To prepare your program for debugging, compile and link in the normal way but remember to include the -g compiler option to retain symbolic information in the executable. For some programs, it may be necessary to reduce the optimisation to -O0 to obtain full and consistent information. However, this in itself can change the behaviour of bugs, so some experimentation may be necessary.

Post-mortem debugging

A non-interactive method of debugging is available which allows information to be obtained on the state of the execution at the point of failure in a batch job.

Such a job can be submitted to the batch system in the usual way. The relevant command to start the executable is as follows.

# ... Slurm batch commands as usual ...

module load forge

export OMP_PLACES=cores

ddt --verbose --offline --mpi=slurm --np 6 \
    --mem-debug=fast --check-bounds=before \

The parallel launch is delegated to ddt and the --mpi=slurm option indicates to ddt that the relevant queue system is Slurm (there is no explicit srun). It will also be necessary to state explicitly to ddt the number of processes required (here --np 6). For other options see, e.g., ddt --help.

Note that higher levels of memory debugging can result in extremely slow execution. The example given above uses the default --mem-debug=fast which should be a reasonable first choice.

Execution will produce a .html format report which can be used to examine the state of execution at the point of failure.

Memory debugging

If you are dynamically linking your code and debugging it on the login node then this is fine (just ensure that the Preload the memory debugging library option is ticked in the Details pane.) If you are dynamically linking but intending to debug running on the compute nodes, or statically linking then you need to include the compile option -Wl,--allow-multiple-definition and explicitly link your executable with Forge's memory debugging library. The exactly library to link against depends on your code; -ldmalloc (for no threading with C), -ldmallocth (for threading with C), -ldmallocxx (for no threading with C++) or -ldmallocthcxx (for threading with C++). The library locations are all set up when the forge module is loaded so these libraries should be found without further arguments.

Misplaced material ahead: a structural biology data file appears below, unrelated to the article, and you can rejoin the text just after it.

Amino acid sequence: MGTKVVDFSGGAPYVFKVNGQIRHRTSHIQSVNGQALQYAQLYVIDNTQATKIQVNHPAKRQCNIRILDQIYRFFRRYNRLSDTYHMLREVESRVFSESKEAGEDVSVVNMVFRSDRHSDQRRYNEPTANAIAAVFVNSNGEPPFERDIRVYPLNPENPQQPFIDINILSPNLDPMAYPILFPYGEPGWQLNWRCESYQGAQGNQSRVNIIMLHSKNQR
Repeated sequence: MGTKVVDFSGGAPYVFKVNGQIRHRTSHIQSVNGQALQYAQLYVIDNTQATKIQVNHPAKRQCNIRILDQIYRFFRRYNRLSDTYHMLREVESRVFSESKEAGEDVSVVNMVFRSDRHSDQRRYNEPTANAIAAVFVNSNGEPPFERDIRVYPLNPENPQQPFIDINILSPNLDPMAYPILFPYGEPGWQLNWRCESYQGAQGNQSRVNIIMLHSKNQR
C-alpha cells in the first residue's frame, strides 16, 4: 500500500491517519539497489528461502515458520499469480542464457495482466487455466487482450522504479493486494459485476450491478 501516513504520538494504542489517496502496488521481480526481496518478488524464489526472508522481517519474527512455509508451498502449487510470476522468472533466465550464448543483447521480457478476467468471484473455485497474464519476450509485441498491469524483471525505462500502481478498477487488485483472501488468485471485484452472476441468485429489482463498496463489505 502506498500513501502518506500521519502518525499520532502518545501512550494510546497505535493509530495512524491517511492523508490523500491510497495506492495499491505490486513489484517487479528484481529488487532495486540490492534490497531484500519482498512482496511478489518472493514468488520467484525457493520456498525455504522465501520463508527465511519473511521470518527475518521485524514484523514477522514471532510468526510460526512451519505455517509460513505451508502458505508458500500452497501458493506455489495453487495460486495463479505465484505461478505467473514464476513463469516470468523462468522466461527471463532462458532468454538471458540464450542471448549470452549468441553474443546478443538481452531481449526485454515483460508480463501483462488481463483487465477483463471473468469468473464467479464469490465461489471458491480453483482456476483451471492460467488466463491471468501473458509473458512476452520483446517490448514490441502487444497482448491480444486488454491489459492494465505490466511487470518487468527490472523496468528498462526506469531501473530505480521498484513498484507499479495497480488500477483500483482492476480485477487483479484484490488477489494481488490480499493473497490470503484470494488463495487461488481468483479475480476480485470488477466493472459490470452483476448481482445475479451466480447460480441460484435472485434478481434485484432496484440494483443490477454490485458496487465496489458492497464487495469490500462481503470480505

Interactive debugging: using the client to submit a batch job

You can also start the client interactively (for details of remote launch, see Connecting with the remote client).

module load forge

This should start a window as shown below. Click on the DDT panel on the left, and then on the Run and debug a program option. This will bring up the Run dialogue as shown.


  • One can start either DDT or MAP by clicking the appropriate panel on the left-hand side;

  • If the license has connected successfully, a serial number will be shown in small text at the lower left.

Forge window

In the Application sub panel of the Run dialog box, details of the executable, command line arguments or data files, the working directory and so on should be entered.

Click the MPI checkbox and specify the MPI implementation. This is done by clicking the Details button and then the Change button. Choose the SLURM (generic) implementation from the drop-down menu and click OK. You can then specify the required number of nodes/processes and so on.

Click the OpenMP checkbox and select the relevant number of threads (if there is no OpenMP in the application itself, select 1 thread).

Click the Submit to Queue checkbox and then the associated Configure button. A new set of options will appear such as Submission template file, where you can enter ${FORGE_DIR}/templates/cirrus.qtf and click OK. This template file provides many of the options required for a standard batch job. You will then need to click on the Queue Parameters button in the same section and specify the relevant project budget, see the Account entry.